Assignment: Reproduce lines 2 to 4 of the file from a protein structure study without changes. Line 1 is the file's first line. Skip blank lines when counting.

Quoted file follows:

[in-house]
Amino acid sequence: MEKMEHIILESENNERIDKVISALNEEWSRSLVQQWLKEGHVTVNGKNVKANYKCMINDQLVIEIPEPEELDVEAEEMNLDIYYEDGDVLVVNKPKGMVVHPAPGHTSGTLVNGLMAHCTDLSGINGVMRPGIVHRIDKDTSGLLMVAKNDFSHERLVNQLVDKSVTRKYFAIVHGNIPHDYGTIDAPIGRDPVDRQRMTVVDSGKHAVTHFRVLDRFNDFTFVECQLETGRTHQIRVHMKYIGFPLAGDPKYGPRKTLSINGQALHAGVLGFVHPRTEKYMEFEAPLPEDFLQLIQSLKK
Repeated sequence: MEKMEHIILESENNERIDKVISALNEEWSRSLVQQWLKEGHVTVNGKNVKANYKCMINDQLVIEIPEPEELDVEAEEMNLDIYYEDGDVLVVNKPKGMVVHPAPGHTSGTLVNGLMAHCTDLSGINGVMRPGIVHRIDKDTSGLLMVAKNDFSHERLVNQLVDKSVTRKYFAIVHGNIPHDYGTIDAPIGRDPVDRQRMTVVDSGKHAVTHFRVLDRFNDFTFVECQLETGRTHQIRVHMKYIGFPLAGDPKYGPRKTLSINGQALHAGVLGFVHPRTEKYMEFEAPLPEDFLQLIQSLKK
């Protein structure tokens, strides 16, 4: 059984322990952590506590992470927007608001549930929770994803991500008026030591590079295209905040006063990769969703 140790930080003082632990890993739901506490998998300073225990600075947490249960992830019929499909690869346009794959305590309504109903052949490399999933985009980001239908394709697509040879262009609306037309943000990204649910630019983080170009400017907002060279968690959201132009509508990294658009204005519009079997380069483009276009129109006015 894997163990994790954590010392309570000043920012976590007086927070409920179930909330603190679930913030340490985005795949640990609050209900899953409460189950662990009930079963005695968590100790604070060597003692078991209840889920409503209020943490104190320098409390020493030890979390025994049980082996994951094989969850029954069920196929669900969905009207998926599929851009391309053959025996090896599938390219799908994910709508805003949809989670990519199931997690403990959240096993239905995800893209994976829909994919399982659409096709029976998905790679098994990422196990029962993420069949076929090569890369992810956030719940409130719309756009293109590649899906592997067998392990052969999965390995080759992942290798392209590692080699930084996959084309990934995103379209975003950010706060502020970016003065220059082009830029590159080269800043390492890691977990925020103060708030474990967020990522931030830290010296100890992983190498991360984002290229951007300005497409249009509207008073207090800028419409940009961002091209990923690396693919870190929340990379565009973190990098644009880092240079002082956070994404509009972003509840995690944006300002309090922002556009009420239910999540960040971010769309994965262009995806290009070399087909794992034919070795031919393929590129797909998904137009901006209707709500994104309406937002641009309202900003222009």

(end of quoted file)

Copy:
Amino acid sequence: MEKMEHIILESENNERIDKVISALNEEWSRSLVQQWLKEGHVTVNGKNVKANYKCMINDQLVIEIPEPEELDVEAEEMNLDIYYEDGDVLVVNKPKGMVVHPAPGHTSGTLVNGLMAHCTDLSGINGVMRPGIVHRIDKDTSGLLMVAKNDFSHERLVNQLVDKSVTRKYFAIVHGNIPHDYGTIDAPIGRDPVDRQRMTVVDSGKHAVTHFRVLDRFNDFTFVECQLETGRTHQIRVHMKYIGFPLAGDPKYGPRKTLSINGQALHAGVLGFVHPRTEKYMEFEAPLPEDFLQLIQSLKK
Repeated sequence: MEKMEHIILESENNERIDKVISALNEEWSRSLVQQWLKEGHVTVNGKNVKANYKCMINDQLVIEIPEPEELDVEAEEMNLDIYYEDGDVLVVNKPKGMVVHPAPGHTSGTLVNGLMAHCTDLSGINGVMRPGIVHRIDKDTSGLLMVAKNDFSHERLVNQLVDKSVTRKYFAIVHGNIPHDYGTIDAPIGRDPVDRQRMTVVDSGKHAVTHFRVLDRFNDFTFVECQLETGRTHQIRVHMKYIGFPLAGDPKYGPRKTLSINGQALHAGVLGFVHPRTEKYMEFEAPLPEDFLQLIQSLKK
């Protein structure tokens, strides 16, 4: 059984322990952590506590992470927007608001549930929770994803991500008026030591590079295209905040006063990769969703 140790930080003082632990890993739901506490998998300073225990600075947490249960992830019929499909690869346009794959305590309504109903052949490399999933985009980001239908394709697509040879262009609306037309943000990204649910630019983080170009400017907002060279968690959201132009509508990294658009204005519009079997380069483009276009129109006015 894997163990994790954590010392309570000043920012976590007086927070409920179930909330603190679930913030340490985005795949640990609050209900899953409460189950662990009930079963005695968590100790604070060597003692078991209840889920409503209020943490104190320098409390020493030890979390025994049980082996994951094989969850029954069920196929669900969905009207998926599929851009391309053959025996090896599938390219799908994910709508805003949809989670990519199931997690403990959240096993239905995800893209994976829909994919399982659409096709029976998905790679098994990422196990029962993420069949076929090569890369992810956030719940409130719309756009293109590649899906592997067998392990052969999965390995080759992942290798392209590692080699930084996959084309990934995103379209975003950010706060502020970016003065220059082009830029590159080269800043390492890691977990925020103060708030474990967020990522931030830290010296100890992983190498991360984002290229951007300005497409249009509207008073207090800028419409940009961002091209990923690396693919870190929340990379565009973190990098644009880092240079002082956070994404509009972003509840995690944006300002309090922002556009009420239910999540960040971010769309994965262009995806290009070399087909794992034919070795031919393929590129797909998904137009901006209707709500994104309406937002641009309202900003222009």